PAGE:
Online Encyclopedia


Online Encyclopedia
Originally appearing in Volume V27, Page 491 of the 1911 Encyclopedia Britannica.
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MARQUESSES OF TWEEDDALE. JOHN HAY, 2ND EARL and 1ST MARQUESS OF TWEEDDALE (1626-1697), was the eldest son of John, 8th Lord Hay of Yester (c. 1599-1654), created earl of Tweeddale in 1646, who was the grandson of William Lord Hay of Yester (d. 1576), one of the partisans of Mary Queen of Scots, and thus a descendant of John Hay of Yester (Haddingtonshire) who was created a lord of the Scottish parliament in 1488 and died about 1500. Before succeeding to the peerage in 1654 the second earl fought for Charles I. during the Civil War, but he soon transferred his allegiance, and was in the Scottish ranks at Marston Moor. Changing sides again, he was with the royalists at Preston; but he was a member of Cromwell's parliament in 1656, and was imprisoned just after the restoration of Charles II. He was soon, however, in the king's favour, and in 1663 was appointed president of the Scottish council, and in 1664 an extraordinary lord of session. In Scotland he sought to mitigate the harshness shown by the English government to the Covenanters, and for this attitude he was dismissed from his offices in 1674; but he regained an official position in 168o and held it during the reign of James II. A supporter of William of Orange, he was made lord high chancellor of Scotland in 1692, and two years later was created marquess of Tweeddale and earl of Gifford. He favoured the scheme for the expedition to Darien, and as lord high commissioner during William's absence he formally assented to the act establishing the trading company in 1695; for this action he was dismissed from office when the king returned to England in 1696. He died on the 11th of August 1697. His son JOHN, 2ND MARQUESS OF TWEEDDALE (1645-1713), was prominent in Scottish politics during the stormy period which preceded the union with England. After acting for a time with the national party he became the leader of the squadrone volante, a band of men who at first took up an independent attitude on the question, but afterwards supported the union. For a very short time he was lord chancellor of Scotland, and he was one of the first of the Scottish representative peers. He died on the 2oth of April 1713. His eldest son, CHARLES (c. 1670-1715), became 3rd marquess; a younger son, Lord JOHN HAY (d. 1706), commanded the famous regiment of dragoons, afterwards called the Scots Greys, at the battle of Ramillies and elsewhere.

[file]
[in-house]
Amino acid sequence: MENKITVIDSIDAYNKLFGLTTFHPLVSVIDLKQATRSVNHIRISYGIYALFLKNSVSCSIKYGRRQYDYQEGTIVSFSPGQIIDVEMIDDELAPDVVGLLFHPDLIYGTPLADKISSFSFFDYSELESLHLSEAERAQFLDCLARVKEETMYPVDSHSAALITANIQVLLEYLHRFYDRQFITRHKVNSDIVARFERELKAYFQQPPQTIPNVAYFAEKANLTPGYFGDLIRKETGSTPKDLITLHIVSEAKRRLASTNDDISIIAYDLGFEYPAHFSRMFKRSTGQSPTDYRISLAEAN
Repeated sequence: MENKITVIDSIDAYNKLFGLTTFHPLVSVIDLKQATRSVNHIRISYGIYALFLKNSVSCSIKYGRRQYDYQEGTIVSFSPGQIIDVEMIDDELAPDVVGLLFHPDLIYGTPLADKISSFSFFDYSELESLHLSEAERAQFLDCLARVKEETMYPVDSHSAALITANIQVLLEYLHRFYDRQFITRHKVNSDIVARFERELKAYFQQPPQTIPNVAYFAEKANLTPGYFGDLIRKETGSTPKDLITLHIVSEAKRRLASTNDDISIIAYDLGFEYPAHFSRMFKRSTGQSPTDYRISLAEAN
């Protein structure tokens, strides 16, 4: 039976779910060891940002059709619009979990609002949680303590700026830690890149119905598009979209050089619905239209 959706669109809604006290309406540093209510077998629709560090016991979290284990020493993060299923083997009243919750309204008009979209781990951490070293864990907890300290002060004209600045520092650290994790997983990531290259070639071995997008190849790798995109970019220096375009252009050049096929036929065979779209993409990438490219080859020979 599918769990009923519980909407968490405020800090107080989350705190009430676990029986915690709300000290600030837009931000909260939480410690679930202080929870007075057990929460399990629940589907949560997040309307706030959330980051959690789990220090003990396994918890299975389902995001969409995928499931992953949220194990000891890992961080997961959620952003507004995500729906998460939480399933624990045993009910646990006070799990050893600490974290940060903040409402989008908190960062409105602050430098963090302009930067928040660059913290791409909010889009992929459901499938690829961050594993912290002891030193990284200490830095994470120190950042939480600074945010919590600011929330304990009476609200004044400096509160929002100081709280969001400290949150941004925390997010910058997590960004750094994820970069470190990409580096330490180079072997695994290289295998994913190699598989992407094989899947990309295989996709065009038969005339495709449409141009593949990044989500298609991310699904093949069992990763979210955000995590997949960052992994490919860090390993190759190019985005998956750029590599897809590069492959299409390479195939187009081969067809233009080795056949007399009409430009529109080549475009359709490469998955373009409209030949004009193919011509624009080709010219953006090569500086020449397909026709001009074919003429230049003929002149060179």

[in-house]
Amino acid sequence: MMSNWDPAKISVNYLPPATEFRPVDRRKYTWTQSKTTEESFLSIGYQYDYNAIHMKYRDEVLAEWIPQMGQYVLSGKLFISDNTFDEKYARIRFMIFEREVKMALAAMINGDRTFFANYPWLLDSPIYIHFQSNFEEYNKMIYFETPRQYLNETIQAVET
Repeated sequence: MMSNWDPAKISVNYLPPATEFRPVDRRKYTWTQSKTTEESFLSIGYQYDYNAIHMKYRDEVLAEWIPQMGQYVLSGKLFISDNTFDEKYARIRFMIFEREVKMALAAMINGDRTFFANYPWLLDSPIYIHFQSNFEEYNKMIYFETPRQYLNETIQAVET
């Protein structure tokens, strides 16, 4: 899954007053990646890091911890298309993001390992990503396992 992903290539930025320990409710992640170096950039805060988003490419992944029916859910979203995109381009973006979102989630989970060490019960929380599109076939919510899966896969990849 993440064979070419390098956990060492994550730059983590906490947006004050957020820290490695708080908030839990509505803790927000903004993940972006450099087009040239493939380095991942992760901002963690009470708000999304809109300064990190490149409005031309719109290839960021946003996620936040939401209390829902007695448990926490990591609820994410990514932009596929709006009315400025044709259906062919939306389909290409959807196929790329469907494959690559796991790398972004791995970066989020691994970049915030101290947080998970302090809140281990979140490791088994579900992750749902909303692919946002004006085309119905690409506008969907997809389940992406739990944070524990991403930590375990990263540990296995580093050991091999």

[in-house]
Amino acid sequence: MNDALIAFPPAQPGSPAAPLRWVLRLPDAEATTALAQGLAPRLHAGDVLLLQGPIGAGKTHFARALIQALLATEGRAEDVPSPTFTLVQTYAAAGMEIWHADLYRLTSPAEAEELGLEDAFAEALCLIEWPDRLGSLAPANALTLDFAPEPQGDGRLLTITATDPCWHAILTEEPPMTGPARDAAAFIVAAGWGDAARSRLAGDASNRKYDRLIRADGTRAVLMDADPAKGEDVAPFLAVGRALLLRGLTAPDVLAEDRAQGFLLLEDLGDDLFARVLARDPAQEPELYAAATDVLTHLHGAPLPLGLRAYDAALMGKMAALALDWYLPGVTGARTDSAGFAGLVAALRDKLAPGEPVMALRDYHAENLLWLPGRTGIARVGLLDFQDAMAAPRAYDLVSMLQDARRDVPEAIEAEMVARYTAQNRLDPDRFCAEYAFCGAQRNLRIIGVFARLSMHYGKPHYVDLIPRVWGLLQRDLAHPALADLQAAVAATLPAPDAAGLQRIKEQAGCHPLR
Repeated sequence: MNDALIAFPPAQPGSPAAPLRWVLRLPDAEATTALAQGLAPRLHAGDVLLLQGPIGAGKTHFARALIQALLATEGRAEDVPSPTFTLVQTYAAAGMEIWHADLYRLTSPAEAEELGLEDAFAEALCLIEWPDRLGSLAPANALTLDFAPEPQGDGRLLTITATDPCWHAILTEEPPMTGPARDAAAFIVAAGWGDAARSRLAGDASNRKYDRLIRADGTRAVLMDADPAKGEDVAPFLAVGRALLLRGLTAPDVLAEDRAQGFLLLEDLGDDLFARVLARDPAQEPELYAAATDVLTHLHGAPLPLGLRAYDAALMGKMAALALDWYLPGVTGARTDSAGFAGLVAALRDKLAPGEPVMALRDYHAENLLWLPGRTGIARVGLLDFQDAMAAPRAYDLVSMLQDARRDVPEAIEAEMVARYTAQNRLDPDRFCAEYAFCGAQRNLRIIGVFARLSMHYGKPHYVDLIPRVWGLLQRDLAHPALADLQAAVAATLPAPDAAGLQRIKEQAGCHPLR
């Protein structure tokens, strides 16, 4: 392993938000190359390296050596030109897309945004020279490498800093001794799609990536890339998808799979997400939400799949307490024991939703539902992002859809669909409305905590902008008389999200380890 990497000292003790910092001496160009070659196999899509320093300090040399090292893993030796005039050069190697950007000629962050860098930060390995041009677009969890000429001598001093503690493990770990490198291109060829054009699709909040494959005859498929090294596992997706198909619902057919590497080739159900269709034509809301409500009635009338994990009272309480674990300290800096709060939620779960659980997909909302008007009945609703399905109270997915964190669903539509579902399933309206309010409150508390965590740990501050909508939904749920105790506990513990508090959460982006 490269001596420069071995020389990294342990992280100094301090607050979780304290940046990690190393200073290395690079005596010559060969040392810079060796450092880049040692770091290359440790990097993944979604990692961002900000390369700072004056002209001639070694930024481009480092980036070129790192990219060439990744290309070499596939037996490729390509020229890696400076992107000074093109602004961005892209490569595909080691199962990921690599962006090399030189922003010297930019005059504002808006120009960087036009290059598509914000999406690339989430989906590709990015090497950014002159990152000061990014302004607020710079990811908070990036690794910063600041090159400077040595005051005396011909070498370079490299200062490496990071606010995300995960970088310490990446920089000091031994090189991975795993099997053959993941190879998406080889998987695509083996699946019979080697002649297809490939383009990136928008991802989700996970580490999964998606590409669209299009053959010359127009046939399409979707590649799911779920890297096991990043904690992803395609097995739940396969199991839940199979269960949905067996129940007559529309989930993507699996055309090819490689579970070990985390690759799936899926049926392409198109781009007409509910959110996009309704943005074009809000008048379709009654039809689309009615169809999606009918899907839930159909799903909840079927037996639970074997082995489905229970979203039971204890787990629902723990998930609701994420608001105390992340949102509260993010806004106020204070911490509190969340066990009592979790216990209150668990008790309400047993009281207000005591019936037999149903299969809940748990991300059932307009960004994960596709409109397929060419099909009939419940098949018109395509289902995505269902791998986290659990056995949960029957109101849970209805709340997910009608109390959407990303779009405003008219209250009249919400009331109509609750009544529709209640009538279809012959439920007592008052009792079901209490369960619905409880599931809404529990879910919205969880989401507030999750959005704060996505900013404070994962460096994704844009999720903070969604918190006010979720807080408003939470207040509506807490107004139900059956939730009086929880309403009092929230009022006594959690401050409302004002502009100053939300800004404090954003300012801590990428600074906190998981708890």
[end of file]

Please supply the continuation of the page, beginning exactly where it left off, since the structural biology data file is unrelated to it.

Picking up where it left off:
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My name is Christine Tenille Tweeddale, dob 02/06/1986.I live in Wanganui New Zealand. My father is Murray Stuart Tweeddale and his father is Stuart Tweeddale of Taihape NZ. If you know of any other relatives in Scotland please contact me, thanks. Tina.
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